Free Christmas Songs

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Pitch: The Highness or Lowness of a Sound

In music, we identify pitches by placing noteheads on a musical staff. A notehead is the oval section of a note and it can look like any of these examples:

Notehead examples:
Examples of noteheads

The section on rhythm will go into much greater detail on the durations represented by notes.

The staff consists of 5 parallel lines. The plural of the word staff is staves.

The Staff:
The blank staff

Pitches are named using the first seven letters of the alphabet: A, B, C, D, E, F, G.

On the far left hand side of every staff is a clef. There are several different kinds of clefs, but the two most frequently used are the treble clef (also called the G clef) and the bass clef (also called the F clef).

The treble clef:
The treble clef

The bass clef:
The bass clef

Pitches are indicated by noteheads that either occur on the middle of a line on the staff, or in a space between two lines.

The clef determines the names of the pitches on the staff. Here is an interactive example of the grand staff, which consists of a treble clef and bass clef staff. The higher a note is on the staff, the higher its pitch is. The lower a note is on a staff, the lower its pitch is. Point to a note to see its name. Click on a note to hear what it sounds like when played by a piano.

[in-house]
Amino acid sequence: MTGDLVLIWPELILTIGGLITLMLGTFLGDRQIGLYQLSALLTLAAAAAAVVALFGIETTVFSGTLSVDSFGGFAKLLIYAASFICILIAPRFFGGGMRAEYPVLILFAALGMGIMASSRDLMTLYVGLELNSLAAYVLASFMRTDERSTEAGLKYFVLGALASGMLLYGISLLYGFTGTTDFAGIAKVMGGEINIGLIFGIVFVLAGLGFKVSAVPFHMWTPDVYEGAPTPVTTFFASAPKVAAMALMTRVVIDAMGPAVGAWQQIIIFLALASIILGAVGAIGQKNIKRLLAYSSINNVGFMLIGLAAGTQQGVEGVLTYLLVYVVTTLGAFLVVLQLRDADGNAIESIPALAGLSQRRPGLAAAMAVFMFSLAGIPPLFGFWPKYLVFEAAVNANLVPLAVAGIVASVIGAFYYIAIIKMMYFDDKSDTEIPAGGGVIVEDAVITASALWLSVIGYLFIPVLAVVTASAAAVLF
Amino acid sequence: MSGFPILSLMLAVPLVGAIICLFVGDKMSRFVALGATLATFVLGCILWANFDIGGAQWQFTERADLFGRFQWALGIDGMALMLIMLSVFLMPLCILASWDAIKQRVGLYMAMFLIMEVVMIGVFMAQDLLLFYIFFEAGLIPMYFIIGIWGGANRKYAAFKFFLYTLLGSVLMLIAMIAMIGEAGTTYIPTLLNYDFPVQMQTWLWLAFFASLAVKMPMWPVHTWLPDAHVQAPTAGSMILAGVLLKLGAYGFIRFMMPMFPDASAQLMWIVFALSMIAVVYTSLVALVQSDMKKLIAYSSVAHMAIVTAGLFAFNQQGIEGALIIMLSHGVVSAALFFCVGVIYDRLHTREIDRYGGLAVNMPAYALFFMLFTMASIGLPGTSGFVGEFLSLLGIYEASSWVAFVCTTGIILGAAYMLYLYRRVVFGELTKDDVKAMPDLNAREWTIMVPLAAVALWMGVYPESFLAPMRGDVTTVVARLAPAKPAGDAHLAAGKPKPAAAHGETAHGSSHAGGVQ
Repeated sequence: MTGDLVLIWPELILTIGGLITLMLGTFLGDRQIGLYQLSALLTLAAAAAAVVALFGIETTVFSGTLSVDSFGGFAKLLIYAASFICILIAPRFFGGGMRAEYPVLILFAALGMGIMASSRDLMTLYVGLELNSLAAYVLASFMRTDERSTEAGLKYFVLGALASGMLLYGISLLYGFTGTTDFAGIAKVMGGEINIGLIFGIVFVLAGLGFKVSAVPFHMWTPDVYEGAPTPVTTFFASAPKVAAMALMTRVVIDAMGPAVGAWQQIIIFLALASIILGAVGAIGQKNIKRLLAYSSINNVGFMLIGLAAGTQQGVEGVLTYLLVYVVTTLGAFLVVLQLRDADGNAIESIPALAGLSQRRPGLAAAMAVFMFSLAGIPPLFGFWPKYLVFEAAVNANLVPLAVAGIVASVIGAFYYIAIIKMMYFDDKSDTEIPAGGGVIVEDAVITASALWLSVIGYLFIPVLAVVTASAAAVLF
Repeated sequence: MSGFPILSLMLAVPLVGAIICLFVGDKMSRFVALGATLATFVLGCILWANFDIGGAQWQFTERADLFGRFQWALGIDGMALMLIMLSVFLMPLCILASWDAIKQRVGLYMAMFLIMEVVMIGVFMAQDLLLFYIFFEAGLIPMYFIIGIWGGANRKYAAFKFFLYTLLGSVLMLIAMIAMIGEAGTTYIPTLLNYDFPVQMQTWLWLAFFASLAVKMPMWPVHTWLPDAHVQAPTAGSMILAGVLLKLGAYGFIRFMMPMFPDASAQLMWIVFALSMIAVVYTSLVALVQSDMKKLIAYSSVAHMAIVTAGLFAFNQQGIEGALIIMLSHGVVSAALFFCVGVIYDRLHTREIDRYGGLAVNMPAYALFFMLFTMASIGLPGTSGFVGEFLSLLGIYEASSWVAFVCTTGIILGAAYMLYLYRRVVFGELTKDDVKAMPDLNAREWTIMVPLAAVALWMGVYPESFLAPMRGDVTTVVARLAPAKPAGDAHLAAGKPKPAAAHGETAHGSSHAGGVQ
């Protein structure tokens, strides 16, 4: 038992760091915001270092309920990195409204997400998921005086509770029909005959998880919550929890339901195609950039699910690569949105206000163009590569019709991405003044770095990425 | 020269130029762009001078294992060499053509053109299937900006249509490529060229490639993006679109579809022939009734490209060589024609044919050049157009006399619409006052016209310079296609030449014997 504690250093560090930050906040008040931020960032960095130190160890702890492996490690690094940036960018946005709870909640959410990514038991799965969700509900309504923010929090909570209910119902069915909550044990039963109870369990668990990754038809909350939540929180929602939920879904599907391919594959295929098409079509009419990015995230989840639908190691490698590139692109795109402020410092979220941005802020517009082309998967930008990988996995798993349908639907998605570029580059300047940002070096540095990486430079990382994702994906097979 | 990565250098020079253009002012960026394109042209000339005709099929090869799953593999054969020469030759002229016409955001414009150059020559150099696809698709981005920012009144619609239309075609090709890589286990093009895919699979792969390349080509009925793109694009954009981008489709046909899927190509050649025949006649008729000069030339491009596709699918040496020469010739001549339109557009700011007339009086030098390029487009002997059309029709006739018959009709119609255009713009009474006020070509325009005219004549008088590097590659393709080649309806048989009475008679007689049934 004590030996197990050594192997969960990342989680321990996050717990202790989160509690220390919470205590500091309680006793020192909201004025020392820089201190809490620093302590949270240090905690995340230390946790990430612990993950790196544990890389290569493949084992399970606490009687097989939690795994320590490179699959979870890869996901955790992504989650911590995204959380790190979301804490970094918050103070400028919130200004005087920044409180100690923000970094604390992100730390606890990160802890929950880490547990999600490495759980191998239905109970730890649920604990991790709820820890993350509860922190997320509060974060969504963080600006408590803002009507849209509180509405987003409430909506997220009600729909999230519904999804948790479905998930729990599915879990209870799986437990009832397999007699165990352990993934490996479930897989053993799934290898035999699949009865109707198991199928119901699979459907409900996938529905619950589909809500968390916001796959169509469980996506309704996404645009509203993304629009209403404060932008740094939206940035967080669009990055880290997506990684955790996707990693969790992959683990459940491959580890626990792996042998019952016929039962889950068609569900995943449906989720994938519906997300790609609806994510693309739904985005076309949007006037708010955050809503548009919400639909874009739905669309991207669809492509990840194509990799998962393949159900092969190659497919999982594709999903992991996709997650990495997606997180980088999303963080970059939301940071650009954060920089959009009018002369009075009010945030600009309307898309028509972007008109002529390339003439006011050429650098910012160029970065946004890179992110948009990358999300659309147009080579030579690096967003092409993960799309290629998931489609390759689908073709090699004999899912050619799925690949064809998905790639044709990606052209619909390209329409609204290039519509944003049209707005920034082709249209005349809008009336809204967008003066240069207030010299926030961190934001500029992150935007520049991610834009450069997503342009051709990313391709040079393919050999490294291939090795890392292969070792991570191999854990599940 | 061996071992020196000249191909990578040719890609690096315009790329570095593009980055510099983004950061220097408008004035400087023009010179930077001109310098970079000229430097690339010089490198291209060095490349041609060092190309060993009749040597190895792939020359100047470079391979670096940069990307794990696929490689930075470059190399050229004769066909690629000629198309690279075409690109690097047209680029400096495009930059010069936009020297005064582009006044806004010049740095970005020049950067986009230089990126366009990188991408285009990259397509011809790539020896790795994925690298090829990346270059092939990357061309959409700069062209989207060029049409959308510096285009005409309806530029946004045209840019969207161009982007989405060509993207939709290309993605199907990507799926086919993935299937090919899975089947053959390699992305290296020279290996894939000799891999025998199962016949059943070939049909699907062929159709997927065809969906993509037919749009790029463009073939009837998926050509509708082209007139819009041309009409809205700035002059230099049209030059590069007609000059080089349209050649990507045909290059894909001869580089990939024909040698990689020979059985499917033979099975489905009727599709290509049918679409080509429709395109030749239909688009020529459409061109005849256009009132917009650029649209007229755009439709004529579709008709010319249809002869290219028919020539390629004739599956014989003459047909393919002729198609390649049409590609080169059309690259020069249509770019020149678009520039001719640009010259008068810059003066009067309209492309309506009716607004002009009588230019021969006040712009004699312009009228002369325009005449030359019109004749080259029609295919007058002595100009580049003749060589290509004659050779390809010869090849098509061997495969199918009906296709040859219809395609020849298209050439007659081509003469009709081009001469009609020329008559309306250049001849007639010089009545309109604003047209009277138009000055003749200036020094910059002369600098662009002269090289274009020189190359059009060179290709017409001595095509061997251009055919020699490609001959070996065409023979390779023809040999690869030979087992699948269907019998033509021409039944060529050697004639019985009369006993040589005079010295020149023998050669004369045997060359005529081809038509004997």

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The meeting point between the two clefs is the pitch middle C. On the treble clef, it is the C that occurs just below the staff. On the bass clef, it is the C that occurs just above the staff. Middle C occurs in the middle of a piano keyboard.

Middle C in the treble clef staff:
Middle C on the treble clef staff

Middle C in the bass clef staff:
Middle C in the bass clef staff

Notice that there is something different in these examples. They both include ledger lines. Pitches that are higher or lower than the staff, include short horizontal lines which are called ledger lines.

Visit the practice page for exercises and assignments on the aspects of sound, and how to write noteheads.

For suggestions on how to accurately write noteheads, as well as free blank sheet music paper, visit www.Music-Paper.com

Read the next section on ledger lines.

 

 

 

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